Business chiefs dub lockdown 2.0 “final death blow” for British economy

business chiefs British economy warning
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A number of leading voices within British business have said that a second lockdown could leave the country on the brink of financial disaster. And they should know.

 

Some of the most senior voices in British business, including Rank Group chief executive John O’Reilly, have spoken out against the government’s second nationwide lockdown, and warned that it could serve as the “final death blow” for thousands of businesses.

As reported by the Daily Mail this weekend, the trade chiefs have been joined by leading economist Douglas McWilliams of the Centre for Economics and Business Research – who claims that the month-long shutdown from last Thursday is likely to wipe £1.8bn off the value of the UK economy every day, and will extend the ongoing period of recession well into next year.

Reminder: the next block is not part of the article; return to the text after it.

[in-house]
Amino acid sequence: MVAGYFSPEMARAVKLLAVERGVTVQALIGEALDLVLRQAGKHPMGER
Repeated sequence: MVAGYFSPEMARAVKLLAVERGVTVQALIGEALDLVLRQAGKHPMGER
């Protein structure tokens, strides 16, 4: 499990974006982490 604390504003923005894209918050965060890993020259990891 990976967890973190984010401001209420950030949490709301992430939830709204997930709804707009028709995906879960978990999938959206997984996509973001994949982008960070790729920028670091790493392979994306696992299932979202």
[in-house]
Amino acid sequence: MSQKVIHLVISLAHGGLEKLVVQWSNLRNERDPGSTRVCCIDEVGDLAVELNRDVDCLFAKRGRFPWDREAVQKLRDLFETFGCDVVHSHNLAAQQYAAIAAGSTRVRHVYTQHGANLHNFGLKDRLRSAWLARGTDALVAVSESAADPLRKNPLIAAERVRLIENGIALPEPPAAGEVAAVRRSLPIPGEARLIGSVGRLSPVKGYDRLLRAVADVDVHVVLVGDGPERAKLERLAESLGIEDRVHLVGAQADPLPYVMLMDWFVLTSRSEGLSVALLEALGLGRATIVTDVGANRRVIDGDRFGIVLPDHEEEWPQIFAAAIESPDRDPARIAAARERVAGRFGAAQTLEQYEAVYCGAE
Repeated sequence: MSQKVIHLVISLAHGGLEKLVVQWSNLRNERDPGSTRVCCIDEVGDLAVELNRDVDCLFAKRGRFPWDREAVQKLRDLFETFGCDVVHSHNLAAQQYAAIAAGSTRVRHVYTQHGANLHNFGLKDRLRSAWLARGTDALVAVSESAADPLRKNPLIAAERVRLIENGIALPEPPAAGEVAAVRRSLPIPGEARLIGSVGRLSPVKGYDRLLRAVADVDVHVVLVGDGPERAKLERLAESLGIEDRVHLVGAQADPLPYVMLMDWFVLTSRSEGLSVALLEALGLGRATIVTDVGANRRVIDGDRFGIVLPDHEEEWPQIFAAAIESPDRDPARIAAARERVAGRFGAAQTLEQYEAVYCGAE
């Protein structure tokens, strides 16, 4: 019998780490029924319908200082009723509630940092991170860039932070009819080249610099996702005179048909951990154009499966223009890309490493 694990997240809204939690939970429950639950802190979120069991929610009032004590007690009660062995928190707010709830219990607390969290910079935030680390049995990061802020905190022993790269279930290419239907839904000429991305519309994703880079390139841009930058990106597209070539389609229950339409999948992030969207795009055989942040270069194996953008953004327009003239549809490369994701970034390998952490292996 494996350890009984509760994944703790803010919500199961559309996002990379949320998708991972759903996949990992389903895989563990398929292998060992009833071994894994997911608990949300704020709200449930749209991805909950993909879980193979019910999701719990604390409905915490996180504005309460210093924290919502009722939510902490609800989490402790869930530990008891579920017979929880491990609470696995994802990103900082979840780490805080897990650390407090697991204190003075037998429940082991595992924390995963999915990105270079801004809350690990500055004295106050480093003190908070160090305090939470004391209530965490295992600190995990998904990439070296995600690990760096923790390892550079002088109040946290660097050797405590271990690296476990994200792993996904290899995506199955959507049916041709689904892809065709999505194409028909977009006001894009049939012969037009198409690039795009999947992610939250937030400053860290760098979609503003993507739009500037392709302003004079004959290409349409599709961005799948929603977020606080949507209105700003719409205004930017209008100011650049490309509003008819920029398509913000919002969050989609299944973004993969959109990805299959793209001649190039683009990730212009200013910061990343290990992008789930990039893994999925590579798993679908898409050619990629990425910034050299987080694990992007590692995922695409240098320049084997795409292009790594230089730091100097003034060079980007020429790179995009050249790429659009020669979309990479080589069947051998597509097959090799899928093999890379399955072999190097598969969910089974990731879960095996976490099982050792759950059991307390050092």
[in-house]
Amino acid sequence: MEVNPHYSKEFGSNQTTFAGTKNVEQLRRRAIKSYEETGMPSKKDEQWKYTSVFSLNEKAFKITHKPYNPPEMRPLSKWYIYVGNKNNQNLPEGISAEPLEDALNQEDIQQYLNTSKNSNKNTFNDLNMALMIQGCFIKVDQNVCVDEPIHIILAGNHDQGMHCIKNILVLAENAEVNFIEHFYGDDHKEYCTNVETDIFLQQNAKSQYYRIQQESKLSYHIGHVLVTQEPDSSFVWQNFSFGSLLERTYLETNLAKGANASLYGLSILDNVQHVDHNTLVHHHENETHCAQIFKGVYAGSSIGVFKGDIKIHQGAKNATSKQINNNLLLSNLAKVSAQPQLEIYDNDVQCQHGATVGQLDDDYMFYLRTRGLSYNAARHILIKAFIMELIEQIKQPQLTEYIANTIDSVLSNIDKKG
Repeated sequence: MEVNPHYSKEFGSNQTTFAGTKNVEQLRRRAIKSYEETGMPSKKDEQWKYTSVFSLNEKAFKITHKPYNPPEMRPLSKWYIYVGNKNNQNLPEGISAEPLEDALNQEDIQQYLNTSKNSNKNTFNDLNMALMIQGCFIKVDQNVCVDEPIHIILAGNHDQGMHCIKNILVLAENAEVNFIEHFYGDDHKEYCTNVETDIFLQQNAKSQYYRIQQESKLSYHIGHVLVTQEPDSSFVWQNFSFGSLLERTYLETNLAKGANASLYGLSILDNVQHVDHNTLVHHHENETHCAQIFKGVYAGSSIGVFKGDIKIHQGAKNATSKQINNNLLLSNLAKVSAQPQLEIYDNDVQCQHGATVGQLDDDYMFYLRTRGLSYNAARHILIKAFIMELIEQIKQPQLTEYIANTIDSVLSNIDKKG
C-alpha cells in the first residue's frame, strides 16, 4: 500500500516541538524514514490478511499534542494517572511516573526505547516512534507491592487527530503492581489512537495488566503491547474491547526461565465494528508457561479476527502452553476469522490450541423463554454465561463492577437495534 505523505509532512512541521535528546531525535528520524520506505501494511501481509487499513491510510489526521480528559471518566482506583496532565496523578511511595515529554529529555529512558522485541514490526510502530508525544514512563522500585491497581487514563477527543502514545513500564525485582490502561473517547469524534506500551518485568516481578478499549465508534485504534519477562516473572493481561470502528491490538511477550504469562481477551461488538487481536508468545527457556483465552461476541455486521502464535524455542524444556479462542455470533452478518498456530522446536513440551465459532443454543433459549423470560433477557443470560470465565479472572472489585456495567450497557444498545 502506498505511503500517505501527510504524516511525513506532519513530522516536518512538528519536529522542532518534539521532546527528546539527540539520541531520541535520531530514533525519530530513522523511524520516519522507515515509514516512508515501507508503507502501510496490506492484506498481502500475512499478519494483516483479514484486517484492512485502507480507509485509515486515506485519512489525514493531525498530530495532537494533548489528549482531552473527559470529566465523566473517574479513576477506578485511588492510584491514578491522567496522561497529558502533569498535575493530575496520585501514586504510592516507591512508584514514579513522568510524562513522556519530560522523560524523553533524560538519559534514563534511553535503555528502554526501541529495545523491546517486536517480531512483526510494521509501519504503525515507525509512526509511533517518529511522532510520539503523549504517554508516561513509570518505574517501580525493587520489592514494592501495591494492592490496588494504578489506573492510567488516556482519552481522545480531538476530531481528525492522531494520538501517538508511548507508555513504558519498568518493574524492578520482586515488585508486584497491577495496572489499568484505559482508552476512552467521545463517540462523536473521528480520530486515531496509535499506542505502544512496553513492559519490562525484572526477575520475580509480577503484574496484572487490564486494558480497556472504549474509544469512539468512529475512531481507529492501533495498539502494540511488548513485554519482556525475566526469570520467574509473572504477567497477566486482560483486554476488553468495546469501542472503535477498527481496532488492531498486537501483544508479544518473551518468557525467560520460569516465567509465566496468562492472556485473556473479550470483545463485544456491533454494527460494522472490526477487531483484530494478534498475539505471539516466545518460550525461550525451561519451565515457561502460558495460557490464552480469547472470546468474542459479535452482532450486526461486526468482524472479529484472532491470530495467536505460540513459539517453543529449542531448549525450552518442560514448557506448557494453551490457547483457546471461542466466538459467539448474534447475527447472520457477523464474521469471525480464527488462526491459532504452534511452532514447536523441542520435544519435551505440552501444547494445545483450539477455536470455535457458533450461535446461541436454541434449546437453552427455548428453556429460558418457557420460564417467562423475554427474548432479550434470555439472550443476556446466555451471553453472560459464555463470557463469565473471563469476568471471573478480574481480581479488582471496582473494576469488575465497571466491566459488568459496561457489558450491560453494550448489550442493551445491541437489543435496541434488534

Meanwhile, accountancy firm EY has predicted that the household finances of millions of Brits will soon be in tatters, and has said that it anticipates banks having to write-off approximately 2.5 per cent of their loans next year as their clients fail to make their payments.

“The hospitality industry and the whole entertainment industry is already on its knees and this is the final death blow,” said Sir Rocco Forte of the Rocco Forte Hotel line. “You can have furlough and other schemes which reduce the business outgoings, but if you have no income you can’t survive.”

Forte went on to call the government’s approach a “ongoing nightmare,” and labelled the decision to implement a second lockdown as “a disaster.”

Rank Group’s John O’Reilly added that for hospitality business the second lockdown represented “another month of misery after a series of setbacks and restrictions.”

Indeed, even top brass at high-street stalwarts like Waterstones are now openly questioning the government’s latest Covid policy.

“I’m really worried about what the high street we’re on will look like in the spring,” said the company’s chief executive James Daunt. “We really need the independent and smaller retailers around us to make up the ecosystem.”


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